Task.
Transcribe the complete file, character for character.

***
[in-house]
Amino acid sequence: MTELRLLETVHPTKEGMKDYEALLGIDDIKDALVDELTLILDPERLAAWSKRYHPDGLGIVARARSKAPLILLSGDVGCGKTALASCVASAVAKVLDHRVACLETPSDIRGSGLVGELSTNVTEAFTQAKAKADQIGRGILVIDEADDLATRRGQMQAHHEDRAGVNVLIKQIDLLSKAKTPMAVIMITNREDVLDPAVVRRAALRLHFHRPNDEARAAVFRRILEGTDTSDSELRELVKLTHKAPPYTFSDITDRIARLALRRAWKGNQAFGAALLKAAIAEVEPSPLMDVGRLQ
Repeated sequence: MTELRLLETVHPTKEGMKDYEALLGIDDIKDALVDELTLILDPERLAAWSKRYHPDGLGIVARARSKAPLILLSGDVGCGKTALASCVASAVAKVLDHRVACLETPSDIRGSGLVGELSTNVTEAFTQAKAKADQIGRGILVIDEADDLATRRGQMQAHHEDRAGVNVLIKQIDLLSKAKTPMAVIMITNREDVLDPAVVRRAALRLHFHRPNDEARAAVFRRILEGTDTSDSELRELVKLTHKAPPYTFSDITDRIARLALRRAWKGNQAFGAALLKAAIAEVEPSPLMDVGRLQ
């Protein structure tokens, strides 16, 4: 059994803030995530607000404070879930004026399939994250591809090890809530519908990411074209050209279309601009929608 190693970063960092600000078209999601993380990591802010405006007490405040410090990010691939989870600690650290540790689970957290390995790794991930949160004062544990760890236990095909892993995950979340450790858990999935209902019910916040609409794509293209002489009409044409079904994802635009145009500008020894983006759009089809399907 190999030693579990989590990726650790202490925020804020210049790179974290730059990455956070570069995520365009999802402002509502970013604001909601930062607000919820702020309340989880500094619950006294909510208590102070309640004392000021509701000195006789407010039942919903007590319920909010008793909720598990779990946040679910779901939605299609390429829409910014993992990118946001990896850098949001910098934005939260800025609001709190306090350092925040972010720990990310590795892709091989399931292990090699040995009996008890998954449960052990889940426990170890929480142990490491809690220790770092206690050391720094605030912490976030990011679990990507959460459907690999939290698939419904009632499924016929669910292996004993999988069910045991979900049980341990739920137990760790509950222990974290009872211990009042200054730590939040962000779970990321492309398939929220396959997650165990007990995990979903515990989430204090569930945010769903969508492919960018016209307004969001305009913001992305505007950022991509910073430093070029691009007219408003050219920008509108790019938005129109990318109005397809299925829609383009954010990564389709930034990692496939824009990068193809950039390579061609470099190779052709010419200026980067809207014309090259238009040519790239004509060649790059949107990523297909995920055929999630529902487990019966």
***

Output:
[in-house]
Amino acid sequence: MTELRLLETVHPTKEGMKDYEALLGIDDIKDALVDELTLILDPERLAAWSKRYHPDGLGIVARARSKAPLILLSGDVGCGKTALASCVASAVAKVLDHRVACLETPSDIRGSGLVGELSTNVTEAFTQAKAKADQIGRGILVIDEADDLATRRGQMQAHHEDRAGVNVLIKQIDLLSKAKTPMAVIMITNREDVLDPAVVRRAALRLHFHRPNDEARAAVFRRILEGTDTSDSELRELVKLTHKAPPYTFSDITDRIARLALRRAWKGNQAFGAALLKAAIAEVEPSPLMDVGRLQ
Repeated sequence: MTELRLLETVHPTKEGMKDYEALLGIDDIKDALVDELTLILDPERLAAWSKRYHPDGLGIVARARSKAPLILLSGDVGCGKTALASCVASAVAKVLDHRVACLETPSDIRGSGLVGELSTNVTEAFTQAKAKADQIGRGILVIDEADDLATRRGQMQAHHEDRAGVNVLIKQIDLLSKAKTPMAVIMITNREDVLDPAVVRRAALRLHFHRPNDEARAAVFRRILEGTDTSDSELRELVKLTHKAPPYTFSDITDRIARLALRRAWKGNQAFGAALLKAAIAEVEPSPLMDVGRLQ
């Protein structure tokens, strides 16, 4: 059994803030995530607000404070879930004026399939994250591809090890809530519908990411074209050209279309601009929608 190693970063960092600000078209999601993380990591802010405006007490405040410090990010691939989870600690650290540790689970957290390995790794991930949160004062544990760890236990095909892993995950979340450790858990999935209902019910916040609409794509293209002489009409044409079904994802635009145009500008020894983006759009089809399907 190999030693579990989590990726650790202490925020804020210049790179974290730059990455956070570069995520365009999802402002509502970013604001909601930062607000919820702020309340989880500094619950006294909510208590102070309640004392000021509701000195006789407010039942919903007590319920909010008793909720598990779990946040679910779901939605299609390429829409910014993992990118946001990896850098949001910098934005939260800025609001709190306090350092925040972010720990990310590795892709091989399931292990090699040995009996008890998954449960052990889940426990170890929480142990490491809690220790770092206690050391720094605030912490976030990011679990990507959460459907690999939290698939419904009632499924016929669910292996004993999988069910045991979900049980341990739920137990760790509950222990974290009872211990009042200054730590939040962000779970990321492309398939929220396959997650165990007990995990979903515990989430204090569930945010769903969508492919960018016209307004969001305009913001992305505007950022991509910073430093070029691009007219408003050219920008509108790019938005129109990318109005397809299925829609383009954010990564389709930034990692496939824009990068193809950039390579061609470099190779052709010419200026980067809207014309090259238009040519790239004509060649790059949107990523297909995920055929999630529902487990019966």